If you ran a developing world economy, who would you want to advise you on creating a vibrant entrepreneurial environment to catapult your nation out of poverty? Ideally, you’d want an expert on entrepreneurship. But you’d also want someone who understands the big picture of international development. Unfortunately the overlap between these two fields almost nonexistent.
For very anecdotal evidence of this lack of overlap, try looking up the term ‘international development‘ in Wikipedia and searching within the article for ‘entrepreneurship’. At least today, the only reference is to microfinance. There are zero references to technology startups or venture capital Likewise, when you look up ‘entrepreneurship‘ in Wikipedia and search for the term ‘international development’ or anything related, you come up empty-handed. There are no sections whatsoever about the potential to alleviate poverty and contribute to GDP growth through focused efforts on supporting startups or spurring the development of the venture capital industry.
Perhaps someone will ultimately edit these entries to show the critical link between international development and entrepreneurship. But right now, the connection just isn’t there. I think a big part of the reason for this is that the overlap between the startup community and the international development community is very, very small. Not only is the connection very small, but both communities are relatively small. The average citizen of most any country doesn’t know a successful technology entrepreneur, a VC, or an international development practitioner.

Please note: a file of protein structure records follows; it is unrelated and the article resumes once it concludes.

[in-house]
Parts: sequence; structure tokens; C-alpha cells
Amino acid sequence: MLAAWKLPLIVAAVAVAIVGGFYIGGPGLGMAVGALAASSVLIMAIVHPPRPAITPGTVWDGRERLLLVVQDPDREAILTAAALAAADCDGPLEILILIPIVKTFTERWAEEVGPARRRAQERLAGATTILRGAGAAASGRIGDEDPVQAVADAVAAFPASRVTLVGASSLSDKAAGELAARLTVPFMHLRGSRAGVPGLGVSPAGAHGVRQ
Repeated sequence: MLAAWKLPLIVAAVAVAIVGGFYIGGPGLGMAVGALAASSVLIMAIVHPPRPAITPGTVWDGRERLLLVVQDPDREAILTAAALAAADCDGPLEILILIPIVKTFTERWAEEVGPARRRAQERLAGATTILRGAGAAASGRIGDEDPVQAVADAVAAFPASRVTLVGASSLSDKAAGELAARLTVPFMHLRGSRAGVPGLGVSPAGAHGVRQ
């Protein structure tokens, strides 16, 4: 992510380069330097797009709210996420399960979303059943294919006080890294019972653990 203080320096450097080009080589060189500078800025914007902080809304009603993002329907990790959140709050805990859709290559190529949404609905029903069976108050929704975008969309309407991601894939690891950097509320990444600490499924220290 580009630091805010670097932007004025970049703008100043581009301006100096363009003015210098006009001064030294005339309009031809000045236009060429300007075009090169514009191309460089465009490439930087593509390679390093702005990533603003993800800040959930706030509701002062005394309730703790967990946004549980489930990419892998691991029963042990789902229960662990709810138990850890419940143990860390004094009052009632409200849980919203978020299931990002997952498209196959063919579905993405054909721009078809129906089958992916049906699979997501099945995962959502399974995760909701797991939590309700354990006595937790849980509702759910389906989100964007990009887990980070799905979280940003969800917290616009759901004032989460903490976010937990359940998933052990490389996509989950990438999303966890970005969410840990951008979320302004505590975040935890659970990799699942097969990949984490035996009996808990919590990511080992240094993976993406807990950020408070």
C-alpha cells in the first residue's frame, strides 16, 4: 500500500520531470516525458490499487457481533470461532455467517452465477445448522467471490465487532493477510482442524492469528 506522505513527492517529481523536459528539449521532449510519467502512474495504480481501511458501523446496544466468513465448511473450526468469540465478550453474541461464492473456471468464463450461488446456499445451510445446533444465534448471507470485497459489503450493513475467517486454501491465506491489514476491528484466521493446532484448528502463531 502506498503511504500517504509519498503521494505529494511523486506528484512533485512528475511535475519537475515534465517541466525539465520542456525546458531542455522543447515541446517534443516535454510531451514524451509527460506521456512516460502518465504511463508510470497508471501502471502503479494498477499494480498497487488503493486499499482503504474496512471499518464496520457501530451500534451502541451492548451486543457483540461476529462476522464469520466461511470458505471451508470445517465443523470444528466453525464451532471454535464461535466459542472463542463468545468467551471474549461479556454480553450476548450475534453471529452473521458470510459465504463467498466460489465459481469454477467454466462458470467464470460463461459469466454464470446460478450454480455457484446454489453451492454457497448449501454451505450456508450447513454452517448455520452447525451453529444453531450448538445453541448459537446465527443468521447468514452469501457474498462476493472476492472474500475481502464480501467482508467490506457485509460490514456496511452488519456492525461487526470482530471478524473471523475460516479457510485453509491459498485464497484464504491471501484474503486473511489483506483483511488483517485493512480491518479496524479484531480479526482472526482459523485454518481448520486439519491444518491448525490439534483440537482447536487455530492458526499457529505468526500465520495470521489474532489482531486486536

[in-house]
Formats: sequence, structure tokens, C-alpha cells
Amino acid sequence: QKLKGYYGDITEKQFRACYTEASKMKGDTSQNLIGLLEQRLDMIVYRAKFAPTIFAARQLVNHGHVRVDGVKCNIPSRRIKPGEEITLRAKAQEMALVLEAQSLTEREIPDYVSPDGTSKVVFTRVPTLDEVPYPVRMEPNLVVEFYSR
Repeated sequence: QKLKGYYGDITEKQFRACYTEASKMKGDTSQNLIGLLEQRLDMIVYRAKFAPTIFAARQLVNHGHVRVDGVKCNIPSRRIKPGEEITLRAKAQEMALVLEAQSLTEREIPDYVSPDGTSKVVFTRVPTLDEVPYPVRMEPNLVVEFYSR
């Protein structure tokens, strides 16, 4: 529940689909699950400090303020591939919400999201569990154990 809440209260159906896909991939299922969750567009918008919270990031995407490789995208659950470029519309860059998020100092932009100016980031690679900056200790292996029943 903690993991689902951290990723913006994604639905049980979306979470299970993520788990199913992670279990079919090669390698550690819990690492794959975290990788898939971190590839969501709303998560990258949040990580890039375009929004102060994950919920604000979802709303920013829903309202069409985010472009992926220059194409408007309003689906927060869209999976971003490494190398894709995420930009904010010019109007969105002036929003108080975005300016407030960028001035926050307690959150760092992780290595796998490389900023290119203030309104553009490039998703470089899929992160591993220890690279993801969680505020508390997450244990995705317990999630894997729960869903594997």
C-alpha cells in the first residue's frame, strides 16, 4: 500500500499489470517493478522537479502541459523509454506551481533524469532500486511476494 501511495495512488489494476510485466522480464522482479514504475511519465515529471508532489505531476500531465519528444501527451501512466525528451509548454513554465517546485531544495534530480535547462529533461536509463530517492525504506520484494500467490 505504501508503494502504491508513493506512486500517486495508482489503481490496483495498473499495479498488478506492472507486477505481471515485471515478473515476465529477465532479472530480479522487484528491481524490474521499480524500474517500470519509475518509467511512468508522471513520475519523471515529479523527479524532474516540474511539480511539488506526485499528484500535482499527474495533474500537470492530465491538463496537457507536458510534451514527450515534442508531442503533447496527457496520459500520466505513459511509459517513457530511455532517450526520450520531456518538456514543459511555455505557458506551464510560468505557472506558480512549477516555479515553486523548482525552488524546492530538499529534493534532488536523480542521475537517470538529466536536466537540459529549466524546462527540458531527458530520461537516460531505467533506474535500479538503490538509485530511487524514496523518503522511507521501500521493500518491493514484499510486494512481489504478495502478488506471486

Take the startup community. Very few entrepreneurs and VCs have been involved professionally in international development circles. While there are successful startups in many places, the center of the universe for the startup community is Silicon Valley, California. Many VCs don’t invest outside of driving distance from Sand Hill, let alone in the developing world. Many VCs are either career investors or had a successful startup or two of their own in the United States. Entrepreneurs tend to have more varied background, but they don’t tend to have worked overseas in development.
What about the international development community? In the U.S., this industry is mostly centered in Washington D.C., where government-sponsored programs like USAID and the World Bank are located, along with private sector development firms like Chemonics and Booz Allen.
It’s time to figure out ways to create overlap between these two communities. Often, the best solutions to challenging problems require knowledge and experience from multiple disciplines. In this case, the impact can be huge. Those who work in international development have tremendous expertise on the challenges facing countries in emerging markets, while VCs and tech entrepreneurs have a deep understanding of what it takes to advise and build successful and extremely scalable businesses. Creating a vibrant community of people interested in both disciplines can accelerate the contribution entrepreneurship can ultimately make to creating vibrant economies in the developing world.